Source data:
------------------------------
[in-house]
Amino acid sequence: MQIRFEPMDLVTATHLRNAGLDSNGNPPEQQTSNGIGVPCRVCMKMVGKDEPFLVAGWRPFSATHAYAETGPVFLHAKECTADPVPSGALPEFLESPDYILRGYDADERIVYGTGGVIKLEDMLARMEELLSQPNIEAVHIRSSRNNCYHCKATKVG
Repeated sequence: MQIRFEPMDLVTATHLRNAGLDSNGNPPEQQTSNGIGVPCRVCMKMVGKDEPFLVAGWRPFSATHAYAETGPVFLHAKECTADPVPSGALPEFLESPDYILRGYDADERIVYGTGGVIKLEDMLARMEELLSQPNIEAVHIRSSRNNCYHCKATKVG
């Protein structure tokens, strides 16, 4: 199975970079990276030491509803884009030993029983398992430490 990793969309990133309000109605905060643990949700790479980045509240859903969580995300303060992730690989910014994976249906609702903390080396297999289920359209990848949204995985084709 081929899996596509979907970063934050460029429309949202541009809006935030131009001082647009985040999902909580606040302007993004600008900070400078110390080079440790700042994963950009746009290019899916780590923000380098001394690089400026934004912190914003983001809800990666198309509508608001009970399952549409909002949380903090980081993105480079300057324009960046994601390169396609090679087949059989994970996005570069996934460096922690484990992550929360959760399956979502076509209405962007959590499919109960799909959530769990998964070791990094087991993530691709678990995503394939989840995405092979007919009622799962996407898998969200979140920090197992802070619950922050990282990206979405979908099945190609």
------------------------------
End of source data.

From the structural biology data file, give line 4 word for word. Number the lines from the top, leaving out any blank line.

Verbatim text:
């Protein structure tokens, strides 16, 4: 199975970079990276030491509803884009030993029983398992430490 990793969309990133309000109605905060643990949700790479980045509240859903969580995300303060992730690989910014994976249906609702903390080396297999289920359209990848949204995985084709 081929899996596509979907970063934050460029429309949202541009809006935030131009001082647009985040999902909580606040302007993004600008900070400078110390080079440790700042994963950009746009290019899916780590923000380098001394690089400026934004912190914003983001809800990666198309509508608001009970399952549409909002949380903090980081993105480079300057324009960046994601390169396609090679087949059989994970996005570069996934460096922690484990992550929360959760399956979502076509209405962007959590499919109960799909959530769990998964070791990094087991993530691709678990995503394939989840995405092979007919009622799962996407898998969200979140920090197992802070619950922050990282990206979405979908099945190609």